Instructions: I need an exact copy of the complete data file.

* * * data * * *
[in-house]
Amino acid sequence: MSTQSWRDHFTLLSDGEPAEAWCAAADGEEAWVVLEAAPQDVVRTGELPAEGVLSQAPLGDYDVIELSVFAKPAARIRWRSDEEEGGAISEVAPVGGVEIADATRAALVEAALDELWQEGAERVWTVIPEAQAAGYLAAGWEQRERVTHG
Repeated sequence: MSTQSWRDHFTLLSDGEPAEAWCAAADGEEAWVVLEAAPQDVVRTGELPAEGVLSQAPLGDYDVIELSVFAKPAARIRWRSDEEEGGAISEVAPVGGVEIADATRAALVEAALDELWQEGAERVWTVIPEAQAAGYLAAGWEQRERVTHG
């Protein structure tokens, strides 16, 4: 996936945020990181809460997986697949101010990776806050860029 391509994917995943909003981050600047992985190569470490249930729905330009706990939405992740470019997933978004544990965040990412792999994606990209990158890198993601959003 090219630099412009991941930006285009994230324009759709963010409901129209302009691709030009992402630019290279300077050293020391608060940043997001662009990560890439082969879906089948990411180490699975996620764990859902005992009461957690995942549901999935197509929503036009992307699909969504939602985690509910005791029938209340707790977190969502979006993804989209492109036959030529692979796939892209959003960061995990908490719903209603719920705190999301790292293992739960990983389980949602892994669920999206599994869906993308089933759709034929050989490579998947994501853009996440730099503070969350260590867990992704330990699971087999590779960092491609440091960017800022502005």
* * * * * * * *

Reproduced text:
[in-house]
Amino acid sequence: MSTQSWRDHFTLLSDGEPAEAWCAAADGEEAWVVLEAAPQDVVRTGELPAEGVLSQAPLGDYDVIELSVFAKPAARIRWRSDEEEGGAISEVAPVGGVEIADATRAALVEAALDELWQEGAERVWTVIPEAQAAGYLAAGWEQRERVTHG
Repeated sequence: MSTQSWRDHFTLLSDGEPAEAWCAAADGEEAWVVLEAAPQDVVRTGELPAEGVLSQAPLGDYDVIELSVFAKPAARIRWRSDEEEGGAISEVAPVGGVEIADATRAALVEAALDELWQEGAERVWTVIPEAQAAGYLAAGWEQRERVTHG
């Protein structure tokens, strides 16, 4: 996936945020990181809460997986697949101010990776806050860029 391509994917995943909003981050600047992985190569470490249930729905330009706990939405992740470019997933978004544990965040990412792999994606990209990158890198993601959003 090219630099412009991941930006285009994230324009759709963010409901129209302009691709030009992402630019290279300077050293020391608060940043997001662009990560890439082969879906089948990411180490699975996620764990859902005992009461957690995942549901999935197509929503036009992307699909969504939602985690509910005791029938209340707790977190969502979006993804989209492109036959030529692979796939892209959003960061995990908490719903209603719920705190999301790292293992739960990983389980949602892994669920999206599994869906993308089933759709034929050989490579998947994501853009996440730099503070969350260590867990992704330990699971087999590779960092491609440091960017800022502005």